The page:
Homework Tips for Parents1)Do a daily check of the agenda book.
Your child should have something written in each section of the page. They should write “no homework” if there is no homework in a class. This will indicate that your child took out their book each period and made a conscious effort to write down his/her assignments. You can double check on your child by going tothe teachers’ websites.There you will find information about your child’s classes and homework.
2) Set up a study area and homework survival kit.
To do homework successfully, a student must have a place at home in which to work. The area should be well lit, quiet, and have all the necessary supplies at hand. Make a homework survival kit with your child (List of supplies should include: sharpened pencils, colored pencils, ruler, scissors, atlas, dictionary, calculator, glue) and make sure this area is kept well stocked. It is amazing how much time is wasted when your child goes looking for a pencil or a pair of scissors.
3)Schedule daily homework time.
You can help your child by scheduling daily homework time andsticking to it. Work with your child to determine a regular time when he/she can get his/her work completed.
4) Create a Homework Drop-off space.
Your child should place his/her homework in a speciallydesignated spot. You should look it over and return in time for it to go to school on time. You should also have your child bring home any “homework” completed at school and place this in the drop-off.
5) Tell your child what you expect.
Say, “I know you can do a great job. I expect you to do all of your homework every night and want you to take your time and do the best work you can. Sloppy or unfinished work is not acceptable.” If you do this regularly, your child will have a clear idea of the job he/she must complete and how he/she needs to complete it. When the work is completed, ask your child to evaluate it. Ask questions such as, “Is this your best work?” or, “What grade would you give this work and WHY should it earn that grade?”
6) Praise your child for work well done.
Say, “Great job getting your homework done!” or, “I like how neat your paper looks. Keep up the good work!” Praise is the best way to encourage continued best efforts.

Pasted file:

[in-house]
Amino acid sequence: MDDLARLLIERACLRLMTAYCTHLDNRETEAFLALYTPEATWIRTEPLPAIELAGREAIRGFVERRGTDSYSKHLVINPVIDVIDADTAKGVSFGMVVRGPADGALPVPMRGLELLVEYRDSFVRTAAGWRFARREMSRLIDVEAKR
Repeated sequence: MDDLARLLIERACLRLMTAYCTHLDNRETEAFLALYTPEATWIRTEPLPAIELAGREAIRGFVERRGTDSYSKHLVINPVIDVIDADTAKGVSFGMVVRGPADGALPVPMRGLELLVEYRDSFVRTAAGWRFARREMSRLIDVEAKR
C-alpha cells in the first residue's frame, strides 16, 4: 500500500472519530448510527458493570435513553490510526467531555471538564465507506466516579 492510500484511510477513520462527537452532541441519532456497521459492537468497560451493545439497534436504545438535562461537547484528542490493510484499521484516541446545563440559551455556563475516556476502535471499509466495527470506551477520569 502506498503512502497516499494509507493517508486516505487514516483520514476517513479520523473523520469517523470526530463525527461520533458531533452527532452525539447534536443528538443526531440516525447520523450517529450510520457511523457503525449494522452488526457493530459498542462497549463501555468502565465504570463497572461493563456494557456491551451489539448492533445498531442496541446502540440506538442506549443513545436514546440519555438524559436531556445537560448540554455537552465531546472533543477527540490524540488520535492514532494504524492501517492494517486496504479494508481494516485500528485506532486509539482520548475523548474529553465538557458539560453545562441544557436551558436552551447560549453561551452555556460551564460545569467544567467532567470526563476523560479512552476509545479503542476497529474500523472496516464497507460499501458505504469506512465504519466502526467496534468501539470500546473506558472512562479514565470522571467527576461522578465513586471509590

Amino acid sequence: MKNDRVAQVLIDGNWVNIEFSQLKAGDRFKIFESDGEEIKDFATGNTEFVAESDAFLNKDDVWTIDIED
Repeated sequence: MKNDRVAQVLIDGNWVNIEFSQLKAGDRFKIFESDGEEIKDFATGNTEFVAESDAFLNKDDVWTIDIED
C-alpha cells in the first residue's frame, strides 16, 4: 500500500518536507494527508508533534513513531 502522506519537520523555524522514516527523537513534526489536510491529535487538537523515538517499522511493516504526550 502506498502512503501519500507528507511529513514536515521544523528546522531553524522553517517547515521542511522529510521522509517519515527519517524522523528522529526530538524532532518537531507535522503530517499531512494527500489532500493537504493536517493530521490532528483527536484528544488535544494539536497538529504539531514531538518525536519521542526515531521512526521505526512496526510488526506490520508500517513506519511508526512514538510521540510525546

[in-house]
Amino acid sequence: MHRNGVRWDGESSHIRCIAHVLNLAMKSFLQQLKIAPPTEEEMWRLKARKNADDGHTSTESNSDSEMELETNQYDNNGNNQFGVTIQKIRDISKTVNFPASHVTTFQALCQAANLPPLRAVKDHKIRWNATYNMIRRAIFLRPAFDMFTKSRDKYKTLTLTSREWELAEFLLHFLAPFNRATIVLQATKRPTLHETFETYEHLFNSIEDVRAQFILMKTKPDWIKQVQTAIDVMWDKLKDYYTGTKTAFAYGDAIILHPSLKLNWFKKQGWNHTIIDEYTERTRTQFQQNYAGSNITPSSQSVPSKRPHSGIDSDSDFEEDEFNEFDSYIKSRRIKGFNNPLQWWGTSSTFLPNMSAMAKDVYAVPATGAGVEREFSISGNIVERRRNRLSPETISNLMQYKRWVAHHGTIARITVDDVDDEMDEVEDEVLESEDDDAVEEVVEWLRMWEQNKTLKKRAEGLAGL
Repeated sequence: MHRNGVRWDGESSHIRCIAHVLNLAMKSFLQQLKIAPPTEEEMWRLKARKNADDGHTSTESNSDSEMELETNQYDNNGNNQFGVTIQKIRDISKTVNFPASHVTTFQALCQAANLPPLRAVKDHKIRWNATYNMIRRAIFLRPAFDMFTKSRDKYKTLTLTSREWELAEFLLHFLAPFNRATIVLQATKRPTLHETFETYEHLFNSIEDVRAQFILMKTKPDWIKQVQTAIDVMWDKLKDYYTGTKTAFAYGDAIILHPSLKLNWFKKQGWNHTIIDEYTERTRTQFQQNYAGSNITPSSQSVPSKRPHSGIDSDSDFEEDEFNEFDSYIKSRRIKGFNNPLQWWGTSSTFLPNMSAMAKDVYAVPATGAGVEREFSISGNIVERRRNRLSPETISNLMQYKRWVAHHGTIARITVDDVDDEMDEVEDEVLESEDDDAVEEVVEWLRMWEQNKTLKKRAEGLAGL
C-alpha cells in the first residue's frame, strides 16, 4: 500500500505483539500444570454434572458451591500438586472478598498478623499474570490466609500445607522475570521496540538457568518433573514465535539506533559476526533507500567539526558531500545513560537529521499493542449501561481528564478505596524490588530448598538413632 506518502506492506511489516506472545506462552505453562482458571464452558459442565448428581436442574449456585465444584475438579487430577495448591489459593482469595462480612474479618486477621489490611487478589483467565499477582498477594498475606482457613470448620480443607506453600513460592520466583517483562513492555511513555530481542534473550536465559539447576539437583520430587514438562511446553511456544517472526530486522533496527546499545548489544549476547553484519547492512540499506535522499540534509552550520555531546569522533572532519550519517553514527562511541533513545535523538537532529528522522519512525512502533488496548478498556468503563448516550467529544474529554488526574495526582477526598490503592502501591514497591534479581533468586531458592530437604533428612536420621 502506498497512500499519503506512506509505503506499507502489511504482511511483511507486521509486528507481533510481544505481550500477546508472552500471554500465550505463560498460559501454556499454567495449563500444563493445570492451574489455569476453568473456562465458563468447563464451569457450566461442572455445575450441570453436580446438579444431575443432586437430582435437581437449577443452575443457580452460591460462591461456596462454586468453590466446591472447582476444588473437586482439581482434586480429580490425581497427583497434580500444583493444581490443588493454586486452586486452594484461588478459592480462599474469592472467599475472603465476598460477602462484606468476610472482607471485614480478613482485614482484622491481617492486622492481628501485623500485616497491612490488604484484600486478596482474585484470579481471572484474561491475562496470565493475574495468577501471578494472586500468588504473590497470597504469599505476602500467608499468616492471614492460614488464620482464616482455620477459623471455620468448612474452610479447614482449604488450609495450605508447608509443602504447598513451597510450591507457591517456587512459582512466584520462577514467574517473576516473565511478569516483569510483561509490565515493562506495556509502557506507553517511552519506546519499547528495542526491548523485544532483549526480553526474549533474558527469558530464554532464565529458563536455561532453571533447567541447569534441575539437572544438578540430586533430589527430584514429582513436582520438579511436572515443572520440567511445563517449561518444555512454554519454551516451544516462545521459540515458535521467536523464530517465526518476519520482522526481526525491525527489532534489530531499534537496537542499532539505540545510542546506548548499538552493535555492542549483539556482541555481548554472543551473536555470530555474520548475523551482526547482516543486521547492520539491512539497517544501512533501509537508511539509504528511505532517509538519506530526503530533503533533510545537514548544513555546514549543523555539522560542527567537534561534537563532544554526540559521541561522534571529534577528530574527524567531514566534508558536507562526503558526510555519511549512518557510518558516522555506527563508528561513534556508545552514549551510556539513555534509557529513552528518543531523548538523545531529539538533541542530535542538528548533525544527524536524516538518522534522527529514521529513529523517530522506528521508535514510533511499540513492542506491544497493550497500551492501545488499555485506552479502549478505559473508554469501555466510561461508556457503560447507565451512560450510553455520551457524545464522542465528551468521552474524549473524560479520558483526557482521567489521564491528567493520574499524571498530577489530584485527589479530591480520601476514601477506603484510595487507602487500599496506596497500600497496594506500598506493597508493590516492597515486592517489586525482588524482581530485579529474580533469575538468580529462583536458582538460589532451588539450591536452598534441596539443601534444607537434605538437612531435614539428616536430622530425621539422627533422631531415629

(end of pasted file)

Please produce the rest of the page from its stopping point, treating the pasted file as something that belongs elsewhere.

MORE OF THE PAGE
7) Provide additional incentives.
Consider rewarding your child each time homework is completed or for every number of minutes he/she is able to focus on his/her homework. An example might be 20 minutes of computer time. You could say, “After you have done this math page, you can talk to your friend on the phone for 10 minutes.” You could also make a contract with your child and keep a chart of his/her good homework habits. At the end of each week, you could see if your child has earned an incentive. The rewards do not have to be expensive. In fact, we find that many children respond well to the idea of earning time with you….a trip to a museum or to the park.
8) Back up your words with action.
This is the hardest one but also the most important. Give choices. Say, “You can chose to either do your homework or lose these privileges: You will not leave the house; you will not watch television, listen to music, or use the telephone. You will sit here until your homework is done. The choice is yours.” It may take several days to show that you mean business, but stick to your demand. Consistency and firmness is the key.
9) Encourage your child to work independently.
Homework teaches a student responsibility and, through homework, students learn how to be independent, successful adults. Encourage your child to ask a teacher or friend for help or to use reference books or dictionaries to collect information. Offer help once all other resources have been tried.
10) Don’t be discouraged.
Establishing these routines isn’t easy. It takes time and effort. But the rewards are great and the time you will save in the future is staggering. You are the most important person in your child’s life and you can have the greatest impact on success. Hang in there and be firm, yet encouraging. You aren’t alone. All of your child’s teachers are available for after-school help and to answer your questions via email or a phone call. But we can’t help your child without your significant help.